“A woman fell in her bathroom this afternoon and pierced her eyeball. I need to look after her first . . . then I’ll get to you.”
The tall lanky man had just introduced himself as my surgeon. It was late evening. He wore an off-white t-shirt with a grey circular design on the front. From my perspective on a gurney next to the operating theatre, his faded blue jeans were just visible.
He looked down and asked, “Will you be okay for a bit? I’ll be back as soon as I can.”
“Sure,” I said and meant it . . . but couldn’t avoid glancing at the huge bandage enclosing my left hand. The visible fingers were caked with blood.
May 13 2013
Hey, saving an eye was important . . . even more important than the task I’d presented him with.
After attending to the woman’s eye, Dr. Stan Valnicek’s challenge would be saving my left thumb and forefinger. A few hours earlier I’d almost severed both, plus badly damaged the middle finger, with my miter saw. I was willing to wait . . . I didn’t want him feeling rushed while working on my damaged digits.
Dr. Valnicek turned to leave, then stopped and said:
“By the way, which hand do you favor?” asking whether I was right handed or left-handed. Understandably, he wanted to get ahead of the pre-op sedatives coursing through my body. By the time he’d got back, chances are I’d be deeply engulfed in the ‘fog’ already beginning to shroud my consciousness.
“I’m rather fond of both,” I blurted out.
He chuckled, gracefully acknowledging the levity.
“Actually,” I said, “I’m left handed . . . and I’m also a writer.”
Dr. Valnicek’s eyes widened slightly. Perhaps a fleeting thought had skittered through his talented mind . . . could it have been something like, ‘Oh shit!’?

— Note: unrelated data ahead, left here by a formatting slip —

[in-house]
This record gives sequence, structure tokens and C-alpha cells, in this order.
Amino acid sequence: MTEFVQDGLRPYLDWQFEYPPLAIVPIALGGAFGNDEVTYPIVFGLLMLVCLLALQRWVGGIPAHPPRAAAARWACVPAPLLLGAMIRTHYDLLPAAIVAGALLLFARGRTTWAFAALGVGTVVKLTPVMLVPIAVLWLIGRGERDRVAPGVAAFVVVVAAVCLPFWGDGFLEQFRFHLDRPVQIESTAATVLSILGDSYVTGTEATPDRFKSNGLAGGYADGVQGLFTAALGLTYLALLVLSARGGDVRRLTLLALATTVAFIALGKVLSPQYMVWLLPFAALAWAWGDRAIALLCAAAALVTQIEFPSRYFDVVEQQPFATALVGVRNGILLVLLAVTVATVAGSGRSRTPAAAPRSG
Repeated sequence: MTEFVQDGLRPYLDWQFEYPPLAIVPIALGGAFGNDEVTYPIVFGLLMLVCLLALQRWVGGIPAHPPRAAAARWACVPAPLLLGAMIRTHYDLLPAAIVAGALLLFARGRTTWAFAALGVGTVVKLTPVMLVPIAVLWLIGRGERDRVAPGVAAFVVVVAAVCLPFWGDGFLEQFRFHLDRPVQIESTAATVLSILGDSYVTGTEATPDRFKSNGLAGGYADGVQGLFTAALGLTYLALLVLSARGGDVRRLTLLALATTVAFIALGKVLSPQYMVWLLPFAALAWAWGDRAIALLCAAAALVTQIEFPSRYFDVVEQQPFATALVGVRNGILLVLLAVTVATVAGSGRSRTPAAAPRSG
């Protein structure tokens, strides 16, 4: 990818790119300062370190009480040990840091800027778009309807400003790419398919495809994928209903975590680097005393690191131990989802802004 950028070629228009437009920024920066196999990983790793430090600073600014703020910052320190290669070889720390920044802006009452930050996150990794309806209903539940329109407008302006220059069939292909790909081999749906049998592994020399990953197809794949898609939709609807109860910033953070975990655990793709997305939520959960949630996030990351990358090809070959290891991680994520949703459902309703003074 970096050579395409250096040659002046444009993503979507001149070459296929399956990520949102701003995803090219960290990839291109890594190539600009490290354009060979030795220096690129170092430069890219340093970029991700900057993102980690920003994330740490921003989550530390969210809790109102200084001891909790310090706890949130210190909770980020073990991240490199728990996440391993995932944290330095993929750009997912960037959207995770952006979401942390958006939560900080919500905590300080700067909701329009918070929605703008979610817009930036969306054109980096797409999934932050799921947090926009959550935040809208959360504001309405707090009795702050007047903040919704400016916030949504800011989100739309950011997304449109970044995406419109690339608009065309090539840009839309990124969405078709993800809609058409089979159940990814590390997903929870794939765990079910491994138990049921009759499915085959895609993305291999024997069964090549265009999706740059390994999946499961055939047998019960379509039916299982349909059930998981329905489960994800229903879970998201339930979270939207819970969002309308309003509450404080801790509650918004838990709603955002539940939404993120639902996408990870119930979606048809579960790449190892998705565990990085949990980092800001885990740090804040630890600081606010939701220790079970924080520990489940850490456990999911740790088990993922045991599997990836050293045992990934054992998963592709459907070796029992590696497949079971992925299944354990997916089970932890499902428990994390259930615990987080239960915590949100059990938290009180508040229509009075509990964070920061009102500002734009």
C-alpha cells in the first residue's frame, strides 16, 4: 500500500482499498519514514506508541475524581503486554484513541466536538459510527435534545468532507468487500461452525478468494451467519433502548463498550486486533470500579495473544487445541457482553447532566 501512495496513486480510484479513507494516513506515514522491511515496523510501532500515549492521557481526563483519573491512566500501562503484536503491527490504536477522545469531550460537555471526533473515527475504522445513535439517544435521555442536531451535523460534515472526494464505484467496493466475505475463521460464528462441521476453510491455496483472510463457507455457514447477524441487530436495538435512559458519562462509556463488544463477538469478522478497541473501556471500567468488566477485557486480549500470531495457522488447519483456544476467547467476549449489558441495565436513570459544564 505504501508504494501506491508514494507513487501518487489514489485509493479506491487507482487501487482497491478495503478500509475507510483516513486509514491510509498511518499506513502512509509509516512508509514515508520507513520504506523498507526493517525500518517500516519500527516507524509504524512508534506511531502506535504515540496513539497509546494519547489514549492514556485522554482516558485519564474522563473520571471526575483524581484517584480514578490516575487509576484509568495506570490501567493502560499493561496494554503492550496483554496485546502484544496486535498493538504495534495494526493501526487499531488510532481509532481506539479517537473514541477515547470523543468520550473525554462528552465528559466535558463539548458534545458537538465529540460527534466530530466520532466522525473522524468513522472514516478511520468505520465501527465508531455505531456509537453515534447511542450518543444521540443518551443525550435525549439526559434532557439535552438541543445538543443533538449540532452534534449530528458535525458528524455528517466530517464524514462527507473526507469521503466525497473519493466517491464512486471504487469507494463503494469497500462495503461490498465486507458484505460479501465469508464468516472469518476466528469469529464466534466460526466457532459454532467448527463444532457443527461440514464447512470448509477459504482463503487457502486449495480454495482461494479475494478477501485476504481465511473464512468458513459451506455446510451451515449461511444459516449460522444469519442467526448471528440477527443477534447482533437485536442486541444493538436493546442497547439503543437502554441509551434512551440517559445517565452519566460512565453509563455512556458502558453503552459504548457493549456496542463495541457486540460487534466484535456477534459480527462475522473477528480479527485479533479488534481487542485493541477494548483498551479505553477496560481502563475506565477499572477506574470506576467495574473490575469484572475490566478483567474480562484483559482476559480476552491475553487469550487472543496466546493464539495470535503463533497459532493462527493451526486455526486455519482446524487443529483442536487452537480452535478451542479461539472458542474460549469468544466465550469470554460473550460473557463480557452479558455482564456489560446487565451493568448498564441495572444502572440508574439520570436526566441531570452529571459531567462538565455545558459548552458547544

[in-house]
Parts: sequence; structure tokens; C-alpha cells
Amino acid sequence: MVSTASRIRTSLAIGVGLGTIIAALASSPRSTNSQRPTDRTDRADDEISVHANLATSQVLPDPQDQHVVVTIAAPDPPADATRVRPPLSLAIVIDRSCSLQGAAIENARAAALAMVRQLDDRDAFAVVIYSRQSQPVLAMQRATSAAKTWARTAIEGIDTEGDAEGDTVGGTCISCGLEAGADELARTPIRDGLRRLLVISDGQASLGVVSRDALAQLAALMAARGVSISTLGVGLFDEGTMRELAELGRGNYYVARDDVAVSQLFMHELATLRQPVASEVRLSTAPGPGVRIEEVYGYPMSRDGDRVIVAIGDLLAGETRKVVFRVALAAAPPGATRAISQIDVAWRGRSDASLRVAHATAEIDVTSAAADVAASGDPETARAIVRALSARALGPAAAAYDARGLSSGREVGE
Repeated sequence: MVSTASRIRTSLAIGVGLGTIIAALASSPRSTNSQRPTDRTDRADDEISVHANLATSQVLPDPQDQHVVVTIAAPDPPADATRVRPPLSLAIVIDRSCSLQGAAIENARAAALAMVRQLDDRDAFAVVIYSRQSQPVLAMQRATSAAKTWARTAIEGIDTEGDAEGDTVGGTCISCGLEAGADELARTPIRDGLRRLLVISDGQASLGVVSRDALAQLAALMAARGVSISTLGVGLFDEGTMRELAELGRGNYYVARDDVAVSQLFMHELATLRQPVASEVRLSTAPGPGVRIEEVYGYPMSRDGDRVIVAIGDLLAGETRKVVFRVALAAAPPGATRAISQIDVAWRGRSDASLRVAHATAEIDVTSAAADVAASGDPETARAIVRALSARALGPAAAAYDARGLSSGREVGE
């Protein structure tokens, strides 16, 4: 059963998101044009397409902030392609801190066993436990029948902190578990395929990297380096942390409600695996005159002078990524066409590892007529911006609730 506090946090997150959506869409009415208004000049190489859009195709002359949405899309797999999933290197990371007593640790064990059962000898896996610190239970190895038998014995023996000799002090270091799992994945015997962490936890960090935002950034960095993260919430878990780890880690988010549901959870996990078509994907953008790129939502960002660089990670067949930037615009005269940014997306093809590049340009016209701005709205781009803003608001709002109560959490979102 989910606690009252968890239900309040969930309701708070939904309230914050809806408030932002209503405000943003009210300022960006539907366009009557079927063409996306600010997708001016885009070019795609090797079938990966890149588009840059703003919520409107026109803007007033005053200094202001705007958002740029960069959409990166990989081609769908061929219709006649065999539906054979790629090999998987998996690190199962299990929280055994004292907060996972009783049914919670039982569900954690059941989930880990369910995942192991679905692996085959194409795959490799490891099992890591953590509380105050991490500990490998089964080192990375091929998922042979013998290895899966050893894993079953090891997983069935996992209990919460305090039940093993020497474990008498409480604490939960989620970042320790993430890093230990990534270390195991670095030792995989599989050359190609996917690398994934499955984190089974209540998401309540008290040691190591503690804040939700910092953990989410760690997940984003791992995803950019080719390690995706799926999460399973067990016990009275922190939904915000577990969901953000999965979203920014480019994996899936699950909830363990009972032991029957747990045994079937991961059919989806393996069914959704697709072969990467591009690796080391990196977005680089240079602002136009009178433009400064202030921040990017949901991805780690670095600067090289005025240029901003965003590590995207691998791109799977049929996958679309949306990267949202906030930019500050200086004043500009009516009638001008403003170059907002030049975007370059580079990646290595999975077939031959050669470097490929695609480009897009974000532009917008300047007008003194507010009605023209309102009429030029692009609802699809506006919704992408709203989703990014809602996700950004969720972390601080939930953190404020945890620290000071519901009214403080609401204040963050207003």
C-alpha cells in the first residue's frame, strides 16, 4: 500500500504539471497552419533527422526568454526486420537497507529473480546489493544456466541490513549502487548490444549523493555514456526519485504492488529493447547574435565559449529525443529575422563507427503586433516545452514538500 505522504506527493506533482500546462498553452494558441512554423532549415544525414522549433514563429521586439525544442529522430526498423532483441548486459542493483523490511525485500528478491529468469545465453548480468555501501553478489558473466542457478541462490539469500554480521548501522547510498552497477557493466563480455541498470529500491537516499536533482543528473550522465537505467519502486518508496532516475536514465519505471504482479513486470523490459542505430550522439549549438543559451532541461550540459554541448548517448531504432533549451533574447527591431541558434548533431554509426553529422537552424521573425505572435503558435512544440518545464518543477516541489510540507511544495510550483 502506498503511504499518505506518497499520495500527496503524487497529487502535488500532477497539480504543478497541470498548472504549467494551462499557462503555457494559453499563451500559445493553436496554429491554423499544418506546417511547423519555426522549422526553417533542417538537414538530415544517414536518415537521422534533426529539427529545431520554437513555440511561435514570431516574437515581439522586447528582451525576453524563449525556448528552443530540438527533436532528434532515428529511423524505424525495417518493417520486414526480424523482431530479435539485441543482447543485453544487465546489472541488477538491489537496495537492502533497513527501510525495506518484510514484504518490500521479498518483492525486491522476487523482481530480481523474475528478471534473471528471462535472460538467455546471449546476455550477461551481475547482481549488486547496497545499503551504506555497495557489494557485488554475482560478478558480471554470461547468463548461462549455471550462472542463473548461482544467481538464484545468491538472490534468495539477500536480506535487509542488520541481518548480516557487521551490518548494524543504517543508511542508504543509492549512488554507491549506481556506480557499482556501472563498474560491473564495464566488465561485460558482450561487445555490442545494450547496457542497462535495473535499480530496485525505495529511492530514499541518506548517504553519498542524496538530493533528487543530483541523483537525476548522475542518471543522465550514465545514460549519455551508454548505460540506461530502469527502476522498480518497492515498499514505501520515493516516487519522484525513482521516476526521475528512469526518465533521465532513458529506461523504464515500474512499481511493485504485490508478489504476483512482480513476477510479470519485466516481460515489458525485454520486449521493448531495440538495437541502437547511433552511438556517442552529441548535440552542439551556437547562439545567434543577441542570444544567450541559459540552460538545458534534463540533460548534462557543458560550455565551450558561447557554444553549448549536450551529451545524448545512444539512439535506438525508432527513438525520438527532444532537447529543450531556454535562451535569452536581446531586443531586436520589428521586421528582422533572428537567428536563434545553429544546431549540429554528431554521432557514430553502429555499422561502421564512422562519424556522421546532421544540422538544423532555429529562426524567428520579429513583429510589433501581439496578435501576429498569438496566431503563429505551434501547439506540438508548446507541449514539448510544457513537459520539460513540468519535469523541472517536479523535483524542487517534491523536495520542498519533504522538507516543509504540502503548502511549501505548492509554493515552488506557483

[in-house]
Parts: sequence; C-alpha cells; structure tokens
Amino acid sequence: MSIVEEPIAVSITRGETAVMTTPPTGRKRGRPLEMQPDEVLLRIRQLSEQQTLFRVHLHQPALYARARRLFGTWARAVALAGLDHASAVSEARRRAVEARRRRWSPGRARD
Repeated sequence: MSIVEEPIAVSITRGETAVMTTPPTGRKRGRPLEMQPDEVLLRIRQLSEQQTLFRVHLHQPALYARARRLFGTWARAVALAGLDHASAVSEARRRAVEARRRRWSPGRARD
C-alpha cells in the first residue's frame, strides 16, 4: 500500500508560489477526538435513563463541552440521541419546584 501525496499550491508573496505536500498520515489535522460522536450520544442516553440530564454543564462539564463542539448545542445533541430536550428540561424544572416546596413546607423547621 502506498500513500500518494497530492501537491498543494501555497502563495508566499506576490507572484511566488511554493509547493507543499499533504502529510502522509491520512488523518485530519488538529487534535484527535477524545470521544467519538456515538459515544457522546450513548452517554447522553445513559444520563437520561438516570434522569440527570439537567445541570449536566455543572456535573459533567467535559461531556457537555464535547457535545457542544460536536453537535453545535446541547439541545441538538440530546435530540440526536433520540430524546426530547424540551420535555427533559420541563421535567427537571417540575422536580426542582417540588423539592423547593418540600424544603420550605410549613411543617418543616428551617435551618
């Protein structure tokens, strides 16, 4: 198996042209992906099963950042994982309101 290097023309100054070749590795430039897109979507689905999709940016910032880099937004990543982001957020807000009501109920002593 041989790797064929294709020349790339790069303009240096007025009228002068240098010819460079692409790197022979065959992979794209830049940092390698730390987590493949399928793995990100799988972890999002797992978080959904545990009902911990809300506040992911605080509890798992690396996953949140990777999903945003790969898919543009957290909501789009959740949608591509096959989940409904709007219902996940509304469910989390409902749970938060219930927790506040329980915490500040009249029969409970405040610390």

“I’ll see what I can do,” he said, then added with welcome candor both a reassurance and a caution: “You should regain the use of your fingers, but you can expect some stiffness.”
An hour later, in the middle of the night, this remarkable micro-surgeon/plastic surgeon began some incredibly delicate surgery that most of us barely know about. I learned later that some of the sutures in these procedures can be finer than human hair. For the next four hours he worked to undo much of the damage I’d inflicted on my hand in a nanosecond of inattention.
(A testament to Dr. Valnicek’s exceptional talent is this story you’re reading: It’s written using both hands, including the fingers and thumb he skillfully reattached.)
Okay, installing baseboards is a routine job, right? That’s what I was doing at the time. But therein lie the risk and the rub. I’ve installed baseboards many times before . . . and have used power tools for half a century. The difference this time? I was not paying close attention when it mattered. At the moment of the accident, my left hand was cupped over a piece of baseboard pushing it into position to make a cut. That next cut turned out to be my hand. The saw blade was still spinning when I pushed the board sideways toward it. I’d not waited for the guard to come down, or for the brake on the blade to engage. A nanosecond.
My hand was cupped one way; the blade is curved the other way. The combination of opposite curves made for an extra-deep cut into the back of my hand, just above the knuckles, through skin, tendons, bones, flesh and muscle. Yeah, ugly!
The x-rays later confirmed I came very close to severing the thumb and forefinger. A tendon on the middle finger was also severed.
We learned later that Dr. Valnicek installed five wires to hold the reattached tendons in place and two stainless steel plates to position the bone of my index finger: the saw blade had removed 1/8 of an inch of bone. The plates will stay, held in place by 12 tiny screws. (In future, should anyone accuse me of having a screw loose, the odds are even greater now that they will be correct.)
The severed thumb bone, officially the 1st metacarpal, was held together by two stainles steel pins in an “X” shape. When it came time to remove them — by pulling on the stub ends sticking through the skin — the thumb looked for all the world like the trussed up business end of a Thanksgiving turkey.